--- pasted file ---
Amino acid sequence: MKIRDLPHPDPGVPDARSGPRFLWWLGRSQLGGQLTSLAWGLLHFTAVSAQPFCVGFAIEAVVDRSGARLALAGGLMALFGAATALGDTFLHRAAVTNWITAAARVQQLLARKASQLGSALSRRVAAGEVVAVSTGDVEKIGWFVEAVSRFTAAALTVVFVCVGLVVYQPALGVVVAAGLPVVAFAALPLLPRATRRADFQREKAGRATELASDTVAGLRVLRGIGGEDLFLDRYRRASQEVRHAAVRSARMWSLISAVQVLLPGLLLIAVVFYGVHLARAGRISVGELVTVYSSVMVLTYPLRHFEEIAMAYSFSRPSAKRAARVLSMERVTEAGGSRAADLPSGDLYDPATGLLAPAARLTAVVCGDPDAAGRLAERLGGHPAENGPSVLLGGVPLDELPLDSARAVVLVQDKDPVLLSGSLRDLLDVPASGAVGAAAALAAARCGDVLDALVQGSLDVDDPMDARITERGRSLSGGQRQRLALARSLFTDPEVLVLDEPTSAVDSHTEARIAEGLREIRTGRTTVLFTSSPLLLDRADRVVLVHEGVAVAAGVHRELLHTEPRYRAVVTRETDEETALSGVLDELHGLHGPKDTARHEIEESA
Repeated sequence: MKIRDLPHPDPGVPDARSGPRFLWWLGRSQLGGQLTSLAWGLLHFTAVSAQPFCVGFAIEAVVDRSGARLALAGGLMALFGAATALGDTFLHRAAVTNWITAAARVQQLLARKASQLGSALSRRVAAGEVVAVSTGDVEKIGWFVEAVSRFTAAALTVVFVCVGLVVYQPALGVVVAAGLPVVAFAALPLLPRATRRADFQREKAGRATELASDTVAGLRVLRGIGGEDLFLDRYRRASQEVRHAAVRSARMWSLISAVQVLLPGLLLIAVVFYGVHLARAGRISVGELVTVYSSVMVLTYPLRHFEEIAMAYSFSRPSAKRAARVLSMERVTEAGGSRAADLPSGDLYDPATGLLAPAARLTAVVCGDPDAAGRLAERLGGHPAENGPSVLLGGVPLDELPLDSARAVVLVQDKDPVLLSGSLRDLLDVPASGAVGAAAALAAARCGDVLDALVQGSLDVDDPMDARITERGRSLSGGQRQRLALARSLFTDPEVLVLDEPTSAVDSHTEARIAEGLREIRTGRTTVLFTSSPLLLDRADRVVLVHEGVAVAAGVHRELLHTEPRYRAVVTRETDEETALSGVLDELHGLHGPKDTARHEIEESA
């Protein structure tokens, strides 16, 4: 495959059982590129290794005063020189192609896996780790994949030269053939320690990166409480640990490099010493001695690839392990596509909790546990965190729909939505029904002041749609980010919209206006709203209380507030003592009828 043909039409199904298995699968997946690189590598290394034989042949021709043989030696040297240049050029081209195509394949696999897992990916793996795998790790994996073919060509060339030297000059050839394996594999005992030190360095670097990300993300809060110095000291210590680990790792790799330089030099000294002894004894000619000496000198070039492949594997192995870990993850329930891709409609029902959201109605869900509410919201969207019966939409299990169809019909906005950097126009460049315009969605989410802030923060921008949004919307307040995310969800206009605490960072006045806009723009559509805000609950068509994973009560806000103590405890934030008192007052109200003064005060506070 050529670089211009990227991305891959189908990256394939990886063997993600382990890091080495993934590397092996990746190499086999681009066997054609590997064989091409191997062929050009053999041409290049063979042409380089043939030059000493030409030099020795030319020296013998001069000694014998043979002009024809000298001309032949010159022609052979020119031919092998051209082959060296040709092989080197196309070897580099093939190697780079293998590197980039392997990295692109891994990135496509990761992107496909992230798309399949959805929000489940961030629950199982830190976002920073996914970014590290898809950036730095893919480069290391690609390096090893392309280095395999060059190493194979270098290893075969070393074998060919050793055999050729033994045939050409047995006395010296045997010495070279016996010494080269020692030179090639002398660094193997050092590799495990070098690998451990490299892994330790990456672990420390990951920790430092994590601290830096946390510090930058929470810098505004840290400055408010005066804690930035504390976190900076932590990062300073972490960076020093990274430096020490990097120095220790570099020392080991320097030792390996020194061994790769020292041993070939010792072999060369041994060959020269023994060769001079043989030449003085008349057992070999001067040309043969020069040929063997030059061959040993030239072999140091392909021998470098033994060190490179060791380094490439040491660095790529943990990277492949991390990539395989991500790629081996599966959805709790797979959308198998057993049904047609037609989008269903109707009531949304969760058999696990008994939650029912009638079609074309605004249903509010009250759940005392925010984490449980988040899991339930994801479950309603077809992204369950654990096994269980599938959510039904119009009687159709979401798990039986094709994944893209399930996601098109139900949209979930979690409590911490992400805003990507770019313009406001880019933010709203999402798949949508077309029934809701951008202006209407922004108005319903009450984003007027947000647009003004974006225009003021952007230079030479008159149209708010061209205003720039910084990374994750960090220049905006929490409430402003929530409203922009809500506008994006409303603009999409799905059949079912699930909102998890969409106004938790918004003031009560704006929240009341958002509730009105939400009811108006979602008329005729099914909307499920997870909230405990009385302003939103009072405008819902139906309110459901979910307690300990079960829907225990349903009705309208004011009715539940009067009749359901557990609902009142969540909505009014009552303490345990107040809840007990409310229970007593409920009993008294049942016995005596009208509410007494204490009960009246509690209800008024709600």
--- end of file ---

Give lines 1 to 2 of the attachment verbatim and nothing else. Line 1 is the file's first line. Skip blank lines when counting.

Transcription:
Amino acid sequence: MKIRDLPHPDPGVPDARSGPRFLWWLGRSQLGGQLTSLAWGLLHFTAVSAQPFCVGFAIEAVVDRSGARLALAGGLMALFGAATALGDTFLHRAAVTNWITAAARVQQLLARKASQLGSALSRRVAAGEVVAVSTGDVEKIGWFVEAVSRFTAAALTVVFVCVGLVVYQPALGVVVAAGLPVVAFAALPLLPRATRRADFQREKAGRATELASDTVAGLRVLRGIGGEDLFLDRYRRASQEVRHAAVRSARMWSLISAVQVLLPGLLLIAVVFYGVHLARAGRISVGELVTVYSSVMVLTYPLRHFEEIAMAYSFSRPSAKRAARVLSMERVTEAGGSRAADLPSGDLYDPATGLLAPAARLTAVVCGDPDAAGRLAERLGGHPAENGPSVLLGGVPLDELPLDSARAVVLVQDKDPVLLSGSLRDLLDVPASGAVGAAAALAAARCGDVLDALVQGSLDVDDPMDARITERGRSLSGGQRQRLALARSLFTDPEVLVLDEPTSAVDSHTEARIAEGLREIRTGRTTVLFTSSPLLLDRADRVVLVHEGVAVAAGVHRELLHTEPRYRAVVTRETDEETALSGVLDELHGLHGPKDTARHEIEESA
Repeated sequence: MKIRDLPHPDPGVPDARSGPRFLWWLGRSQLGGQLTSLAWGLLHFTAVSAQPFCVGFAIEAVVDRSGARLALAGGLMALFGAATALGDTFLHRAAVTNWITAAARVQQLLARKASQLGSALSRRVAAGEVVAVSTGDVEKIGWFVEAVSRFTAAALTVVFVCVGLVVYQPALGVVVAAGLPVVAFAALPLLPRATRRADFQREKAGRATELASDTVAGLRVLRGIGGEDLFLDRYRRASQEVRHAAVRSARMWSLISAVQVLLPGLLLIAVVFYGVHLARAGRISVGELVTVYSSVMVLTYPLRHFEEIAMAYSFSRPSAKRAARVLSMERVTEAGGSRAADLPSGDLYDPATGLLAPAARLTAVVCGDPDAAGRLAERLGGHPAENGPSVLLGGVPLDELPLDSARAVVLVQDKDPVLLSGSLRDLLDVPASGAVGAAAALAAARCGDVLDALVQGSLDVDDPMDARITERGRSLSGGQRQRLALARSLFTDPEVLVLDEPTSAVDSHTEARIAEGLREIRTGRTTVLFTSSPLLLDRADRVVLVHEGVAVAAGVHRELLHTEPRYRAVVTRETDEETALSGVLDELHGLHGPKDTARHEIEESA